We need to remember that an organization is made up of individuals. So, ultimately it is the individuals that need to change how they do their jobs. If these individuals are unsuccessful in their personal transitions, and if they do not embrace a new way of working, the initiative is going to fail.

We may have brought the initiative in on time and on budget, and delivered on the requirements, but if the individuals do not embrace and adapt to changes required, the initiative will not deliver the expected results.

So, change management is a discipline that helps guide us on how we prepare, equip and support individuals to successfully adopt change in order to drive the organization to success."

When should organizations leverage the discipline of change management? 

Ken: “Unfortunately, we typically see an email on Monday and a training on Tuesday with the go live on Wednesday. That’s not change management. Remember we’re trying to prepare, equip and support individuals.

So, we need to start leveraging change management as early as possible – just as we try to leverage business architecture as early as possible.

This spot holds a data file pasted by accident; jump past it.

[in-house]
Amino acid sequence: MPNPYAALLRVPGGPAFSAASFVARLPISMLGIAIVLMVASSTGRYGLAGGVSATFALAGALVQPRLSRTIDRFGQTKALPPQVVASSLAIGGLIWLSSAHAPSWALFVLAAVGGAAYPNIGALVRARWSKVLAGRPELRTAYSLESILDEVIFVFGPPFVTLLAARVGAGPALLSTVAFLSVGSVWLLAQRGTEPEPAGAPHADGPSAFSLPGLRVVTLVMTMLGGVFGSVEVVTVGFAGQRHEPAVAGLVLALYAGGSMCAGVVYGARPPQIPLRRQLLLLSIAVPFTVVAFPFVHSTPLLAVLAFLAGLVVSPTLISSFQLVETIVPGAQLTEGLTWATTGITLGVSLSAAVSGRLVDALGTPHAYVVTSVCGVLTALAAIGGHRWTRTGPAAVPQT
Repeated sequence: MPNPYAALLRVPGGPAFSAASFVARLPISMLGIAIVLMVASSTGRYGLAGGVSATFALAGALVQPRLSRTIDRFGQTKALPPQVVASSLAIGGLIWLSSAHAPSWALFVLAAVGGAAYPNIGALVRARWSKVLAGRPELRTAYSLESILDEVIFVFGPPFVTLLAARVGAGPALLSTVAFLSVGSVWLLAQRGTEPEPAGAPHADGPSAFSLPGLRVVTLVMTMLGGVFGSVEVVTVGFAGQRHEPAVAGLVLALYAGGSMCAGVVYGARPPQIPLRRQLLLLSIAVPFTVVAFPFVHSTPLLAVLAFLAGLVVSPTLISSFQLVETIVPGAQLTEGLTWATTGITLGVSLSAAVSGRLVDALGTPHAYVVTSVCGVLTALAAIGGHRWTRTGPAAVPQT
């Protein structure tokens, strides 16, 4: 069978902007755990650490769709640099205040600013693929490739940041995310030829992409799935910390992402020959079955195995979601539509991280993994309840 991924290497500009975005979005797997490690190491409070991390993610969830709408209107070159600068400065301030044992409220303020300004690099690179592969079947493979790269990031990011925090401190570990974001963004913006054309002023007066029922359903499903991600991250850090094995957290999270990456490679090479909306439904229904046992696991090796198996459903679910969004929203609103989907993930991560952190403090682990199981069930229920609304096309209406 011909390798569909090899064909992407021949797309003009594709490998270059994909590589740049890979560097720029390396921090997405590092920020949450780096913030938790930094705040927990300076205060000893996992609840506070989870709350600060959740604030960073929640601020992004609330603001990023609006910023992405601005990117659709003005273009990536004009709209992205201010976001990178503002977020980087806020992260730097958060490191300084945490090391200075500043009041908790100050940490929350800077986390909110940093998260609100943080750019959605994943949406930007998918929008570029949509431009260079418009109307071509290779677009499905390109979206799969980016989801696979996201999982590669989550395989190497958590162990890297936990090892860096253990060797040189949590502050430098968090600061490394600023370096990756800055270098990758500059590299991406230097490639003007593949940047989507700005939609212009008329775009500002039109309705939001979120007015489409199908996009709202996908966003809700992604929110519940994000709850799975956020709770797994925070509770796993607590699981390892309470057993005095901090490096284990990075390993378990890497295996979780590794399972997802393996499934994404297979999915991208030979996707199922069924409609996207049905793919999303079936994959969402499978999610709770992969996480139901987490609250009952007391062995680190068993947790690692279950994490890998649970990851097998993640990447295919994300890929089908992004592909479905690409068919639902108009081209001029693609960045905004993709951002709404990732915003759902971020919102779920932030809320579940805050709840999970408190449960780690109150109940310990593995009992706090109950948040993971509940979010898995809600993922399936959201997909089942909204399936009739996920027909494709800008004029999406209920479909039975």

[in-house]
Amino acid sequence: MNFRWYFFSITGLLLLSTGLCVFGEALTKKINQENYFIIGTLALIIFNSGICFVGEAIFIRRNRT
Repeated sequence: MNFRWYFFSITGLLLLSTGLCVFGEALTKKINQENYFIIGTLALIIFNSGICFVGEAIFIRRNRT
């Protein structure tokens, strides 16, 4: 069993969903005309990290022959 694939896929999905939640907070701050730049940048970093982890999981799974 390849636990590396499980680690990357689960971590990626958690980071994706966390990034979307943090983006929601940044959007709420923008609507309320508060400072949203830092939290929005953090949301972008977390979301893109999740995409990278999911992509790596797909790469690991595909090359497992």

As we are assessing the business impacts of our initiatives – before we begin to architect the solution – that’s a great place to bring in change management. The impact analysis provides tremendous insight as to the change characteristics. Is it small and incremental? Is it going to be large and disruptive? What’s the scope of the change? Who’s going to be impacted by the change? Equally important, what is the organization’s capacity for change? Is there already too much on the plate? Does the organization have a bad history with change? Are they change resistant? Does the organization have the resources available to adequately support the change?